Additional reporting by Jose Martinez and Josefa Velasquez

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Union leaders are seeking automatic full line-of-duty death benefits for the families of state and city workers felled by coronavirus — arguing it’s near-impossible to prove whether or not the highly contagious disease was caught on the job.

They’re gearing up for a battle along the lines fought by first responders to the September 11th attacks who developed debilitating illnesses sometimes long after being exposed to deadly toxins at Ground Zero.

“It’s a silent bullet you can’t see,” Paul DiGiacomo, president of the Detectives Endowment Association, said of COVID-19, which has already claimed one of his members.

The 9/11 death benefit for cops and firefighters — which the unions want for coronavirus deaths — gives a designated loved one 75% of their final average salary, or their three best years combined, tax-free. It also grants continued health benefits to spouses, as well as to surviving children until they turn 26.

By contrast, in the case of most city workers who die in the line of duty, the pension and health benefits typically are not passed onto a spouse. The spouse does, however, receive whatever the person contributed to their pension fund.

‘It’s Very Rough’

The union leaders face an uphill battle on the legislative front as the city seeks an initial $1.3 billion in budget cuts in the face of massive private sector layoffs and a bleak economic forecast due to the ongoing statewide shutdown.

The quest is also complicated by the varying pension benefits currently in place for different jobs like cops and firefighters, sanitation workers, nurses, bus drivers, teachers, principals, court officers, homeless shelter staffers, EMTs, and city hospital doctors and nurses.

In addition, six different city and state pension tiers each offer starkly different benefits depending on when someone was hired.

Meanwhile, unions likely will face counterarguments in case after case that workers may have gotten sick during time off.

“It’s very rough,” said state Assemblyman Peter Abbate (D-Brooklyn), who was instrumental in pushing through similar legislation after 9/11.

“It will take a little while,” he added. “It’s a very complicated issue. We have to make sure we cover everyone.”

A spokesperson for the city’s Law Department pointed to the current law, which requires unions to make individual cases for line-of-duty benefits before one of the city’s five pension boards.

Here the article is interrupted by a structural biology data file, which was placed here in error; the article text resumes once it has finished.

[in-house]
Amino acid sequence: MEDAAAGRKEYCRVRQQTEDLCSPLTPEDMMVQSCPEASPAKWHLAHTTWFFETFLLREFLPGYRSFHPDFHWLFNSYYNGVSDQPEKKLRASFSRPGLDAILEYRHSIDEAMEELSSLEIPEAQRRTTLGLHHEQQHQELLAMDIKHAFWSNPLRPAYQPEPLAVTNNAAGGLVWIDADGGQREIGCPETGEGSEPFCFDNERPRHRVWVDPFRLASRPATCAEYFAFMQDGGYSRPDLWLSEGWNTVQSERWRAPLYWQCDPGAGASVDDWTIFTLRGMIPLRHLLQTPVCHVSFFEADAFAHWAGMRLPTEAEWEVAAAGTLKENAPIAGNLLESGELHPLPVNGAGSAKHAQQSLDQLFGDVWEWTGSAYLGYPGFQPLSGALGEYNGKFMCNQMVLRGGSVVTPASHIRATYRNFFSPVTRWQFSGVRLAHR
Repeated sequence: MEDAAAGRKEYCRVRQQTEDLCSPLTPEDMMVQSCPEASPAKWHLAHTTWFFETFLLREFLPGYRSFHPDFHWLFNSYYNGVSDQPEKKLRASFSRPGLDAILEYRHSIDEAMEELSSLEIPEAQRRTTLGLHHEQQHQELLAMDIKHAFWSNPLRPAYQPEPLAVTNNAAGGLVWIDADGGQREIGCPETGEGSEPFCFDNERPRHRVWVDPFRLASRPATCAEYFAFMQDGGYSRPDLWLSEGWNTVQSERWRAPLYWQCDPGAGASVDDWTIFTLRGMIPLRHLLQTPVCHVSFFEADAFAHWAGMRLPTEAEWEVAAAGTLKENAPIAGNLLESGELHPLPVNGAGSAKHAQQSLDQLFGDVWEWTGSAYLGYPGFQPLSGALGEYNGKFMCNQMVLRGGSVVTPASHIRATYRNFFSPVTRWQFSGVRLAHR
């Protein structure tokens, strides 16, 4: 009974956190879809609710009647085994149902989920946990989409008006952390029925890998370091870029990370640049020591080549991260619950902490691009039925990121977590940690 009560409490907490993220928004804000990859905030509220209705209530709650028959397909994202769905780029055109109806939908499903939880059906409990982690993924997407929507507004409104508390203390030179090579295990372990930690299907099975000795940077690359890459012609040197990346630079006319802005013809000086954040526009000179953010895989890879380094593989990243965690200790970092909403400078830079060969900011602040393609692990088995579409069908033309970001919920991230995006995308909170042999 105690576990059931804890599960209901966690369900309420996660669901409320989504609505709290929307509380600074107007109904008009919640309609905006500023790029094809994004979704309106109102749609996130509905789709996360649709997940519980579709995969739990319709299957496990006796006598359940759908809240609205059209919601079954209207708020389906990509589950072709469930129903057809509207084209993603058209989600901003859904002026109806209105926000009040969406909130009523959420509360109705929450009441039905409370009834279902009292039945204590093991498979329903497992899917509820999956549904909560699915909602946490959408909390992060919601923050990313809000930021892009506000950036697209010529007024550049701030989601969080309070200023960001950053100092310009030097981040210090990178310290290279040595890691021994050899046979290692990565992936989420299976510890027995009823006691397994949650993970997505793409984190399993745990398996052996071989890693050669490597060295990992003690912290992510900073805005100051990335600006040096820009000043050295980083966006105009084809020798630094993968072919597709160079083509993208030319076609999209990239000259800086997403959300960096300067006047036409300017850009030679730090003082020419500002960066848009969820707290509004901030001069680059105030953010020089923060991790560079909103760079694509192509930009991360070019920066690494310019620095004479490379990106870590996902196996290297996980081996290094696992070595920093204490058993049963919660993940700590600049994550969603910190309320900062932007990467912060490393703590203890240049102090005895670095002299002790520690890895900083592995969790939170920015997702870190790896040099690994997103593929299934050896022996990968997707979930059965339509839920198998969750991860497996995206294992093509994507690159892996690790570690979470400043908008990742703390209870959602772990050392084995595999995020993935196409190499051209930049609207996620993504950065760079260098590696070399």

“In order to receive line-of-duty pension benefits, an eligible beneficiary must establish that an ‘accident’ occurred while on the job,” said Nicholas Paolucci, a Law Department spokesperson. “There are state laws that make it easier for the beneficiary to satisfy this standard for certain conditions, but no laws of this nature have been passed in response to COVID-19.”

He added, “the city is closely monitoring these issues.”

‘Stress Off Their Shoulders’

State lawmakers will likely require a City Council “home rule” message of support for any proposed bill before considering it in Albany.

On Monday, City Councilmember Joe Borelli (R-Staten Island) and a group of other elected officials wrote a letter to Mayor Bill de Blasio and Gov. Andrew Cuomo urging them to support a presumptive coronavirus death benefit.

“There cannot be any uncertainty about death benefits as we are sending our first responders and essential workers into potential danger,” Borelli told the Staten Island Advance. “We must at least take this stress off their shoulders.”

It is unclear how much the legislation, if passed, would cost.

“We don’t know where this is all going yet. New York hasn’t hit the apex,” said Doug Turetsky, a spokesperson for the city’s Independent Budget Office.

Meanwhile, the number of municipal workers killed by COVID-19 continues to rise. Among those known to have died are seven MTA staffers, along with three correction employees and NYPD and FDNY personnel, according to city officials.

“They are obviously line-of-duty deaths,” said John Samuelsen, president of Transport Workers Union International.

“We were sent out into the midst of the pandemic without essential [personal protective equipment] with no ability to social distance,” he added. “The MTA was caught with their pants around their ankles and transit workers are paying the price for it now.”

Denis Quirk, president of the Court Officers Association, noted one of his COVID-19-stricken members is on a ventilator.

“It’s outrageous that our people have been subject to these working conditions with no masks or gloves,” Quirk said.

‘Document! Document! Document!’

As the legislative push begins, DiGiacomo, who represents about 5,400 detectives, is instructing his members to keep careful records of everyone they come in contact with during each tour.

“Document! Document! Document!” he said he tells them. The information can be used by the union to argue that they became sick, and possibly died, due to COVID-19 contracted while working.

That’s the case with Det. Cedric Dixon, a 23-year NYPD veteran, who died from a coronavirus-related illness on Saturday, according to DiGiacomo.

Dixon, 48, worked in the 32nd Precinct in Harlem, where at least seven other NYPD members contracted coronavirus, the union president said.

The union plans to make its case on behalf of Dixon’s family before the Police Pension Board.

“As far as I’m concerned there’s no difference between this and being shot in the line of duty,” DiGiacomo said. “It should be the same.”

One retired correction labor leader argued all who die from coronavirus-related illness got it while serving the city.

“They’ve been ordered to work in an environment tantamount to a petri dish, which is conducive to contracting the virus,” said Sidney Schwartzbaum, former president of the Assistant Deputy Wardens / Deputy Wardens Association.

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